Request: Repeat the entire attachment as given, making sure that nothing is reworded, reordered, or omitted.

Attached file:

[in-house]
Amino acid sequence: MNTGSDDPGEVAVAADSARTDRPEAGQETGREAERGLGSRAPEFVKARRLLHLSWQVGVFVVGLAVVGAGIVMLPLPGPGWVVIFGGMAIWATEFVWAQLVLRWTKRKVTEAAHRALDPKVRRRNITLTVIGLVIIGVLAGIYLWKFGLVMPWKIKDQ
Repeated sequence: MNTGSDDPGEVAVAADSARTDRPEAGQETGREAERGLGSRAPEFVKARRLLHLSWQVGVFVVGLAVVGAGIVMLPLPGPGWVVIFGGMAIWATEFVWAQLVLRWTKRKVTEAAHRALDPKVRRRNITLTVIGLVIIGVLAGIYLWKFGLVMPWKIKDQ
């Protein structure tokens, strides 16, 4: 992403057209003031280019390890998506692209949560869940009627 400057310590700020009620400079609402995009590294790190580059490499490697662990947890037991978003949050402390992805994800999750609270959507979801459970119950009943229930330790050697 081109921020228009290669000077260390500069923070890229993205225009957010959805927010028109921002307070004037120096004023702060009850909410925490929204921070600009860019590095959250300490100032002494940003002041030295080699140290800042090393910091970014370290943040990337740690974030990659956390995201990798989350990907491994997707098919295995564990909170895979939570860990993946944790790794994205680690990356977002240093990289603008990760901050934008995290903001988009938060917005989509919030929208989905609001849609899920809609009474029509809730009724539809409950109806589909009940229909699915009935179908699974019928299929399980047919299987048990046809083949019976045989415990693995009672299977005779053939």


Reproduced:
[in-house]
Amino acid sequence: MNTGSDDPGEVAVAADSARTDRPEAGQETGREAERGLGSRAPEFVKARRLLHLSWQVGVFVVGLAVVGAGIVMLPLPGPGWVVIFGGMAIWATEFVWAQLVLRWTKRKVTEAAHRALDPKVRRRNITLTVIGLVIIGVLAGIYLWKFGLVMPWKIKDQ
Repeated sequence: MNTGSDDPGEVAVAADSARTDRPEAGQETGREAERGLGSRAPEFVKARRLLHLSWQVGVFVVGLAVVGAGIVMLPLPGPGWVVIFGGMAIWATEFVWAQLVLRWTKRKVTEAAHRALDPKVRRRNITLTVIGLVIIGVLAGIYLWKFGLVMPWKIKDQ
């Protein structure tokens, strides 16, 4: 992403057209003031280019390890998506692209949560869940009627 400057310590700020009620400079609402995009590294790190580059490499490697662990947890037991978003949050402390992805994800999750609270959507979801459970119950009943229930330790050697 081109921020228009290669000077260390500069923070890229993205225009957010959805927010028109921002307070004037120096004023702060009850909410925490929204921070600009860019590095959250300490100032002494940003002041030295080699140290800042090393910091970014370290943040990337740690974030990659956390995201990798989350990907491994997707098919295995564990909170895979939570860990993946944790790794994205680690990356977002240093990289603008990760901050934008995290903001988009938060917005989509919030929208989905609001849609899920809609009474029509809730009724539809409950109806589909009940229909699915009935179908699974019928299929399980047919299987048990046809083949019976045989415990693995009672299977005779053939």